Autologous Hematopoietic Cell Transplantation For Nonhodgkins Lymphoma

Ginna G. Laport and Robert S. Negrin

Non-Hodgkin's lymphoma (NHL) is the fifth most common cancer among men and women with a projected incidence of over 54,000 new cases in the United States in 2004.1 Many patients with NHL can be cured today with frontline combination chemotherapy and/or radiotherapy. However, for patients with suboptimal responses to initial therapy or for patients with relapsed or refractory disease, salvage therapy alone is typically inadequate to achieve long-term survival.23 Fortunately, high-dose chemotherapy (HDC) with autologous hematopoietic cell transplantation (AHCT) offers curative potential. Dose-intensive treatment has unequivocally been shown to be the treatment of choice for patients with relapsed, chemosensitive, intermediate-grade lymphomas, and recent data have shown that a certain subset of these patients benefit from AHCT while in first remission. Until recently, HDC had not consistently yielded durable responses for patients with relapsed indolent lymphoma but new data showing a survival advantage was recently reported.4 However, the role of AHCT and the appropriate timing in such entities as mantle cell lymphoma (MCL), the T-cell lymphomas, and high-grade lymphomas remains controversial. This chapter will discuss the application of HDC with AHCT in NHL and review emerging advances such as the role of rituximab (RTX) for in vivo purging and posttransplant maintenance therapy and the use of radioimmunotherapy (RIT) in the preparative regimen.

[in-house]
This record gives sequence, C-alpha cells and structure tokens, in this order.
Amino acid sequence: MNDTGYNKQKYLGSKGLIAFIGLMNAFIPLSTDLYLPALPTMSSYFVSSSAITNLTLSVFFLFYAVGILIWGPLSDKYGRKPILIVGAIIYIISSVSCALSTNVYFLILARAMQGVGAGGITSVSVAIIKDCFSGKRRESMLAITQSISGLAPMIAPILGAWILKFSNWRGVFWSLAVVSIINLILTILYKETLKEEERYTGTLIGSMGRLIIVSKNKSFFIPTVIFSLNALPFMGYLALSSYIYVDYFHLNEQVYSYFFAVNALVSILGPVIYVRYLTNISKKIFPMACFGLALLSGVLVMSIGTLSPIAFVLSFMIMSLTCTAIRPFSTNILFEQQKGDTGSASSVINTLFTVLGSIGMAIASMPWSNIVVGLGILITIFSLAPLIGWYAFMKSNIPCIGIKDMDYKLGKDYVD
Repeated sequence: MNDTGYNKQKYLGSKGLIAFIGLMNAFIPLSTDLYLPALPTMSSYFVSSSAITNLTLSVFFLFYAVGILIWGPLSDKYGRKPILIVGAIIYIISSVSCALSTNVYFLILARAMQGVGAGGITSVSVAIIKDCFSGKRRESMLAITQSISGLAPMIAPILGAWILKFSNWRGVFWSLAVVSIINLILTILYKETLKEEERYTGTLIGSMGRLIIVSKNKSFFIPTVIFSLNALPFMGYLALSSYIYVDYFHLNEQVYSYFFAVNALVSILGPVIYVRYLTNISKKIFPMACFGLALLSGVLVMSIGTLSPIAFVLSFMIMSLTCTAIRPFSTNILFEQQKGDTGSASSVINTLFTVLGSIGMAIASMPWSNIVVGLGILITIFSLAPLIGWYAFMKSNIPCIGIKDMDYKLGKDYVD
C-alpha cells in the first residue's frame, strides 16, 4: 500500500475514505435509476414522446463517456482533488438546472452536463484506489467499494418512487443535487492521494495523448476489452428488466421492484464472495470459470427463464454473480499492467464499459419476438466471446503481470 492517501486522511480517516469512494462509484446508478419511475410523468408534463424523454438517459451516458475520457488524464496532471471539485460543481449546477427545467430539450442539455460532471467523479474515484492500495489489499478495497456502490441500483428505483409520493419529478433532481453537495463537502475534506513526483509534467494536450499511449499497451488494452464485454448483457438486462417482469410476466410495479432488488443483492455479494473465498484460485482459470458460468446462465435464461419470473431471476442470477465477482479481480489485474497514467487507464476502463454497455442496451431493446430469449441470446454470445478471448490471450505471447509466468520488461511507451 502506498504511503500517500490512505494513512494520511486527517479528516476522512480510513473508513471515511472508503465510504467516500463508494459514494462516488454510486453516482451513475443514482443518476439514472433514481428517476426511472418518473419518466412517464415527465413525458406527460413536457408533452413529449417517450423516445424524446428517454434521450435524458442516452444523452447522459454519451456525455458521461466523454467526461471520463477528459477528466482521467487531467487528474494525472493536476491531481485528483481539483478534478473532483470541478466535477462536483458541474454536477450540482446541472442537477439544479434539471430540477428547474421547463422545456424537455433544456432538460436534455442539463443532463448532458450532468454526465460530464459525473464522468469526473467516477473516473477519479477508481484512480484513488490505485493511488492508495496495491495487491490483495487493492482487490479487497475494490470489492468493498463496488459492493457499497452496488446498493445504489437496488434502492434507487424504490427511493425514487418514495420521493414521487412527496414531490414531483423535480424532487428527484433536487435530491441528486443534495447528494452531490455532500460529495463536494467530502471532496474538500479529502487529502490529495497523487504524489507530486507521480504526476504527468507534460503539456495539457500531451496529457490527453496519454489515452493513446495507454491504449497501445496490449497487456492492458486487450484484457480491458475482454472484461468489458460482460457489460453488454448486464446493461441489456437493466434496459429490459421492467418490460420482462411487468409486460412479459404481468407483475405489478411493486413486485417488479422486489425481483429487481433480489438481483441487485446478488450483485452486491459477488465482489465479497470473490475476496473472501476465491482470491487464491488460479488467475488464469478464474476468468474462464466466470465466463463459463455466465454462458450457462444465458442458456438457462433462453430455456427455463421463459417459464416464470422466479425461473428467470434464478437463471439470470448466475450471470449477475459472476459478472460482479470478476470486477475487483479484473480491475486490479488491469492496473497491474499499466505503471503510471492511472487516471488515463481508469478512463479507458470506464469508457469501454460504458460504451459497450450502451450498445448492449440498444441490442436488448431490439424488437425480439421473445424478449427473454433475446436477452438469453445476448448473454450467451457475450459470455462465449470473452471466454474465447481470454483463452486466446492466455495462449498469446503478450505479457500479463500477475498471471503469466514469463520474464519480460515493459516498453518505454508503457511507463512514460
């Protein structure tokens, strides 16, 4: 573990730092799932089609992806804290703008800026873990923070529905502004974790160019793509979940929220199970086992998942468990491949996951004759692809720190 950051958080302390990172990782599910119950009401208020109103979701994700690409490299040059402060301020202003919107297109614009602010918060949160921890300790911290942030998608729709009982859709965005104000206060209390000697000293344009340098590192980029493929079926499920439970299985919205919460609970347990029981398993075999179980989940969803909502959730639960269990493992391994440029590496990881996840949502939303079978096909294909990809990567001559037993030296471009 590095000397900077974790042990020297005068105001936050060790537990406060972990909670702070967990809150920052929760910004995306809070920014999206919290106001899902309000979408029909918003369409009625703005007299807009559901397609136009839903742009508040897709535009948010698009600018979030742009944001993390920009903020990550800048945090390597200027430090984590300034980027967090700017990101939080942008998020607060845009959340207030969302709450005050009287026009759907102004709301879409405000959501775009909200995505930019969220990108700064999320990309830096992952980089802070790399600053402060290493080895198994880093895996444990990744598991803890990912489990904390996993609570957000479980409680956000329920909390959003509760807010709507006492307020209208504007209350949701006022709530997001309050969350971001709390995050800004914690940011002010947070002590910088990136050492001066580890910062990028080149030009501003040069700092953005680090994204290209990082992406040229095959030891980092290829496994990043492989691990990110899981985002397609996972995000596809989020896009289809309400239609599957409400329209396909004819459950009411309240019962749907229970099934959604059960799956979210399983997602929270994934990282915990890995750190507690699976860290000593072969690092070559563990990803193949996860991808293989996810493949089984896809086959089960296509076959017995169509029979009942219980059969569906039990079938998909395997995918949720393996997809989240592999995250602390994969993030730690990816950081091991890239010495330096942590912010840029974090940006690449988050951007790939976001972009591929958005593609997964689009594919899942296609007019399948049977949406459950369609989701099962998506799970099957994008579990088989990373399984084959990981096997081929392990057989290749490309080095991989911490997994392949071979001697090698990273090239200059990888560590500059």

0 0

Post a comment